Fries Under Fire For Cancer Link

What happens when good food and good intentions collide? Well, things can get a little nutty.

The good food: Good old American french fries.

The good intentions: a California law designed to warn people of environmental carcinogens.

The warning labels are everywhere. The focus now: acrylamide, an industrial chemical used to treat wastewater. In super-size doses it causes cancer in lab rats.

When Swedish scientists found low levels in french fries and hundreds of other foods -- literally soup to nuts and coffee -- released by the simple act of cooking, well, that's when food lovers say things got a bit nutty.

There's no proof the low levels in food cause cancer in humans. But that hasn't stopped what some are calling a half-baked, only-in-California movement, to put cancer-warning labels on french fries.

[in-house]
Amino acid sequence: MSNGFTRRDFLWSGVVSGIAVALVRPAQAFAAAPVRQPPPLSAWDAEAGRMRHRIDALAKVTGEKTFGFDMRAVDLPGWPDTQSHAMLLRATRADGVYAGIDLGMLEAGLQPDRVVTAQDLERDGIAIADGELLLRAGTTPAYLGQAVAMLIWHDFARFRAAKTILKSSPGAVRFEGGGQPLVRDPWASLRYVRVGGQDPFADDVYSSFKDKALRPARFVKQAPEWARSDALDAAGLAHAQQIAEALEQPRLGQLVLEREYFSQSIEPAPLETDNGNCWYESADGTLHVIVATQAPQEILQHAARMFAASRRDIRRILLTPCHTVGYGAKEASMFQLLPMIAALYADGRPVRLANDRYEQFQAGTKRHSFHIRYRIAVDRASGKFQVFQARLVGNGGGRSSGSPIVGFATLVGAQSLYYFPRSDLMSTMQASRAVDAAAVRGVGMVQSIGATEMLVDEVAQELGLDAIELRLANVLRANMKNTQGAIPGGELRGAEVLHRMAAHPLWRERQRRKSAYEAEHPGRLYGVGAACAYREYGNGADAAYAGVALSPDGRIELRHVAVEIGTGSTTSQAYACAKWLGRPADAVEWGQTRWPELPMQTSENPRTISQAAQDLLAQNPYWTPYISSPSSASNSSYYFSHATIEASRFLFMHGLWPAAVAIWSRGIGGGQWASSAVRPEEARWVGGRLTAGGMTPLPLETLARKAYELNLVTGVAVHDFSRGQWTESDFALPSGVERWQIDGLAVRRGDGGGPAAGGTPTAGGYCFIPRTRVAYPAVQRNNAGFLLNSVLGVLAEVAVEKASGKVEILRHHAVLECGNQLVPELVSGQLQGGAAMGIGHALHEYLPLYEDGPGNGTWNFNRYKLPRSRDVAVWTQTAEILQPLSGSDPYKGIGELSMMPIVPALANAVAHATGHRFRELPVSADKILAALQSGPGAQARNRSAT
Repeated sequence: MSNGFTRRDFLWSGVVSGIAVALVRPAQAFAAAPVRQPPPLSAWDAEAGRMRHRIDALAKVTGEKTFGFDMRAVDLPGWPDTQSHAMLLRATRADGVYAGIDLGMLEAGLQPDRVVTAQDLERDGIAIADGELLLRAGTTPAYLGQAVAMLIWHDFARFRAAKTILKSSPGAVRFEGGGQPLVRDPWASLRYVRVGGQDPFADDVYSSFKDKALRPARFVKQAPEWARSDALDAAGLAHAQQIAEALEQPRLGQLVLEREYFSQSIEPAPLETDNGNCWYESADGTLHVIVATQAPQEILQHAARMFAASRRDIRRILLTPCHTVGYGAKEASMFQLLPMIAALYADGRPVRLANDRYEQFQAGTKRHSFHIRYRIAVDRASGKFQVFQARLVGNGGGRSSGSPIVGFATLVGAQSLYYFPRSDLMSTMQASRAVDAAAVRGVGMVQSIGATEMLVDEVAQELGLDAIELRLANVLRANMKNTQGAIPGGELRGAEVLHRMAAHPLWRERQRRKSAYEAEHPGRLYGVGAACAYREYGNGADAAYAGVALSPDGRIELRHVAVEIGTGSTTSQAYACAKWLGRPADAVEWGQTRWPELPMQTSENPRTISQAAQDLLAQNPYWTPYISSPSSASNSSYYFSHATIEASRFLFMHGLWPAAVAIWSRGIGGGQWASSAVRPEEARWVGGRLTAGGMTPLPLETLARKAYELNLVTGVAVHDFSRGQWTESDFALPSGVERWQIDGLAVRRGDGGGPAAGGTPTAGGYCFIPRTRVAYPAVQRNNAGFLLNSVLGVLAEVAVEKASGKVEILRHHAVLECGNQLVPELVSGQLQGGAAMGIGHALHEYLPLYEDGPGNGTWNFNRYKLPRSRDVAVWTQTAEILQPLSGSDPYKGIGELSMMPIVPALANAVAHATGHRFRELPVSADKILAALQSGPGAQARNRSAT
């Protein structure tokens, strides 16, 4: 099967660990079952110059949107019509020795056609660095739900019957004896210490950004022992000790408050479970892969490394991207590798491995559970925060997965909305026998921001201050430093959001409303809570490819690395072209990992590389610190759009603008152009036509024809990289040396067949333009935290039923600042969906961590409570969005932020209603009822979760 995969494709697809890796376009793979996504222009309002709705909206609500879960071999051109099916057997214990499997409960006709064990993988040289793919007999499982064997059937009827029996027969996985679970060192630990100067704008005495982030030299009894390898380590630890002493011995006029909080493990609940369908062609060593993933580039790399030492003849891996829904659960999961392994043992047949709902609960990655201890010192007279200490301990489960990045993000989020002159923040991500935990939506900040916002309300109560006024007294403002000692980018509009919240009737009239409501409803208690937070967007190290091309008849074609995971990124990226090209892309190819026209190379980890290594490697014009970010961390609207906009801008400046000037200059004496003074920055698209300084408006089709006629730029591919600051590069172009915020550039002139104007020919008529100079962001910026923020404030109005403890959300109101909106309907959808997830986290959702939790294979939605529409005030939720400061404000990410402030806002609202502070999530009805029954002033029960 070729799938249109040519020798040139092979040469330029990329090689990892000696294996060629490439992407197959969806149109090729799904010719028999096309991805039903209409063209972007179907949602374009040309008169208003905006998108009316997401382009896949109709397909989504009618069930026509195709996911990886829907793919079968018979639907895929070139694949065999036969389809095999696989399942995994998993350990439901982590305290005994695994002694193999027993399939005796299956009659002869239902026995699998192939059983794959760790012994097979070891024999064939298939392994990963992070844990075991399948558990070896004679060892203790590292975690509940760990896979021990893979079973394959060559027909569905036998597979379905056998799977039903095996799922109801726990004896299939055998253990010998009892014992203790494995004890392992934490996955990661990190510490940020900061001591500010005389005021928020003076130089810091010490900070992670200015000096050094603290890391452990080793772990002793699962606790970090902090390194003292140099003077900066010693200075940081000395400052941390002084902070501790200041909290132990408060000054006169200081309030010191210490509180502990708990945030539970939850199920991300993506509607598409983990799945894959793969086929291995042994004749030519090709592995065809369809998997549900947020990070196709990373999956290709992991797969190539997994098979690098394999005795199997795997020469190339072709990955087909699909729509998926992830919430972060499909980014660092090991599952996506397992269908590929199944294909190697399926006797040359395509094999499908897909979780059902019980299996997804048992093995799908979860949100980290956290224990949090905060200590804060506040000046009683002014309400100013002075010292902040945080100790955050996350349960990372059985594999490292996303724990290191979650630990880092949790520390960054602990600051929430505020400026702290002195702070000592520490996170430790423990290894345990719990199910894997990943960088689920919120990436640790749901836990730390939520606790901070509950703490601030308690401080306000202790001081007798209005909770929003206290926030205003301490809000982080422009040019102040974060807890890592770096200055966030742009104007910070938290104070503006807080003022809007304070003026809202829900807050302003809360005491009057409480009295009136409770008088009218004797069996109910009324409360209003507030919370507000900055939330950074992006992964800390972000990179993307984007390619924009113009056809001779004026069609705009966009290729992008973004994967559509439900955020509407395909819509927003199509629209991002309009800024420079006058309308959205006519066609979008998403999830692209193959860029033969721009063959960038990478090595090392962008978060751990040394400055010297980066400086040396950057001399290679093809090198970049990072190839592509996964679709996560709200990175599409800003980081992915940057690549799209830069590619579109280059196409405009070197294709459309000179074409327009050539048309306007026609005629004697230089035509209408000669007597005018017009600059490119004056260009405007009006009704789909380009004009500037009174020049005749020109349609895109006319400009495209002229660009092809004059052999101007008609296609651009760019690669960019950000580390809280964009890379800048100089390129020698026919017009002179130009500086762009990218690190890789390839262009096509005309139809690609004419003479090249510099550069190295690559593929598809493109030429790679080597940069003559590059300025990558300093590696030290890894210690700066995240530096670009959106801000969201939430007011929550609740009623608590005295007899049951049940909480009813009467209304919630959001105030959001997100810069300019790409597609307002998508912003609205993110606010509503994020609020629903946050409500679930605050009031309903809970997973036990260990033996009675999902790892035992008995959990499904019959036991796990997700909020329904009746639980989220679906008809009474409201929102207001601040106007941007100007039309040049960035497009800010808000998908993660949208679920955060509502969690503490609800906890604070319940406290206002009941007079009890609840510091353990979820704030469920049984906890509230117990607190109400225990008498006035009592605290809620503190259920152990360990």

There's even a lawsuit to get McDonalds and Burger King to warn patrons that fries can kill.

"Cigarettes and french fries are both cancer sticks," says attorney Raphael Metzger. "One you smoke, the other you eat."

"I think that's absurd," says renowned L.A. chef Hans Rockenwagner.

Rockenwagner often delights patrons with his gourmet burgers and fries.

"Now we can't even enjoy our french fries," he says. "It's just too much. We just can't start labeling everything."

Especially, critics say, food that mankind's been eating since forever.

"They can put that label out there, people are still going to eat french fries," says chef Chris Behre. "It's not going to stop them.

"I think it would be the least-read bit of text in the entire restaurant,'' says one french fry lover

"If they put a skull and crossbones on them, then I'd stop," says another.

Even the most cautious scientists say the proven risks of eating too many fries far outweigh the cancer risk.

So for now, Rockenwagner says, "everything in moderation."